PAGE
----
Even in these currently enlightened times, it can still be considered a character weakness to be depressed and anxious. It cannot be fixed by ‘cheering up’ and being told to ‘just relax and quit worrying about everything.’ But that’s exactly what I told myself until I came to realize that depression and anxiety is a disease that doesn’t make sense because — it’s a physical disease! Telling a depressed friend to cheer up! is like telling another friend who has high blood pressure to think calm thoughts to bring their blood pressure down. Yeah, like it’s that easy to fix.
Anxiety cannot be rationalized away, and it’s especially hard to make sense of it when depressed or anxious people have every visible reason to be relaxed and happy. Recently, Bruce Springsteen announced that he has struggled for years with depression, and who hasn’t heard that Robin Williams, who brought such laughter to others, lost his own battle with depression.
Newswoman Elizabeth Vargas recently spoke out publicly about her anxieties and alcoholism. She said it was the anxiety she was feeling that led her to drink which helped numb her problems, but also blurred anything good and positive in her life. She realized she was being profoundly selfish.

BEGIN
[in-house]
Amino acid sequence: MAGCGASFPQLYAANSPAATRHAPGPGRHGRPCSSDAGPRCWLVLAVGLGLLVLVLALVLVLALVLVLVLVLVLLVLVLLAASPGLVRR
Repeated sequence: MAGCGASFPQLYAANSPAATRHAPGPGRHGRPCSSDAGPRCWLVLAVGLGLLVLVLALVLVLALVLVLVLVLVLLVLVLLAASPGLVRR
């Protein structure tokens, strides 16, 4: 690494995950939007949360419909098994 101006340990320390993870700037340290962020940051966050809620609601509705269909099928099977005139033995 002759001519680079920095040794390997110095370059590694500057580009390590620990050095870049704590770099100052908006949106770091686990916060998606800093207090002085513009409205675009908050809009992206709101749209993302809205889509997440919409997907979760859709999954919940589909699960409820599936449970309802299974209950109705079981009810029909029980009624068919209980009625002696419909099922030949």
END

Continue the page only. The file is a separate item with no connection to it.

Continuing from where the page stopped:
Self-medicating with alcohol, drugs or similar crutches are only a band aide to the problem and I’m lucky I didn’t get to that point. I love being happy and I wanted to get it back. I have some great friends who helped me find a good therapist and the yoga and meditation that I do help me to be in the moment and to control negative thoughts. Properly prescribed antidepressants can be a lifesaver for some people. I know that I may need to go back to the therapist for an occasional tune-up, and it’s OK. It is important to treat yourself like you would your best friend. Give yourself a break, it isn’t being weak to be depressed or anxious. Quite the opposite, a person who is paralyzed with depression and anxieties has to be brave as a superhero to do something about it to get better.
If you are also struggling with anxieties and depression, mentally put on your superhero cape, (or go ahead and tie a bath towel around your shoulders, or whatever it takes to help you make a change) and be a superhero. Life can be rewarding and fun again, get ready to enjoy it.
As a staff writer at Sidelines magazine, I had a blog there about the people that I had interviewed. But there has been some reorganization with the magazine and the blog is gone, so I will try to bridge the gap and add that information to this blog.
Look for some exciting entries very soon!